The Scottish Government has announced a rise in the number of places for student nurses and midwives, which it says will see this year’s recommended intake rise above 3,000 students.
Ministers announced today that the nursing and midwifery student intake for the 2015-16 academic year would total 3,038, meaning there will be 608 more places than last year and representing a 3% rise.
“We have funded an increase in the number of nurses and midwives in training again this year by a further 3%, on top of the 6% increase last year”
It is the third consecutive year that there has been an increase in nursing and midwifery student places. However, the recent intake rises follow a sustained period of cuts to places, which last year saw the total number of nurses in training fall to their lowest level for six years.
Ministers also said today that an extra £450,000 will be provided over three years for a “return to practice” scheme to encourage former nurses and midwives back into the profession.
The funding will pay for around 75 former nurse and midwives to retrain each year and re-enter employment, according to the Scottish Government.
Speaking during a visit to Dundee, Scottish health secretary Shona Robison said: “We are not only increasing the numbers of qualified nurses and midwives in our hospitals now, we are also planning for the future.
“We have funded an increase in the number of nurses and midwives in training again this year by a further 3%, on top of the 6% increase the Scottish Government announced last year,” she said.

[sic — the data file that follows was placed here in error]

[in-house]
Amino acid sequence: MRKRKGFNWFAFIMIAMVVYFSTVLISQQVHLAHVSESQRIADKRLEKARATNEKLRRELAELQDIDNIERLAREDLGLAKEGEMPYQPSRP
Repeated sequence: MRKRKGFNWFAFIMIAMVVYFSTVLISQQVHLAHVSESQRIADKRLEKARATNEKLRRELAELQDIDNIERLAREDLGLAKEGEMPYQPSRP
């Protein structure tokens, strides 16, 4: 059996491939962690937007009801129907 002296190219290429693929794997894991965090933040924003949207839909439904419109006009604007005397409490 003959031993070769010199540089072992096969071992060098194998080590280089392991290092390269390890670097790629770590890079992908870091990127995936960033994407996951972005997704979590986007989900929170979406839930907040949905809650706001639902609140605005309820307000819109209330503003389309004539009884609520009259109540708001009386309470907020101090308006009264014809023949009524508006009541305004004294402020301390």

“Health boards are struggling to ensure they have enough nurses to deliver safe and effective patient care”
However, while welcoming the increase, the Royal College of Nursing called for student place planning to look further ahead than just annually.
RCN Scotland associate director Ellen Hudson said: “With the cuts to nursing student intake numbers in 2011-12 and 2012-13 now feeding through and high numbers of nurses retiring, health boards are struggling to ensure they have enough nurses to deliver safe and effective patient care.”
She described the increase for 2015-16 as “another step in the right direction” following last year’s increase, but said the RCN was concerned “about the short term, annual model for determining how many student nurses we need”.
“Surely it would be more effective to move to a three-year model so health boards, health and social care partnerships and the universities which provide nursing education programmes can plan better in the future,” she said.
Matt McLaughlin, lead nursing organiser for Unison Scotland, welcomed the increase in student places and the investment in return to practice schemes.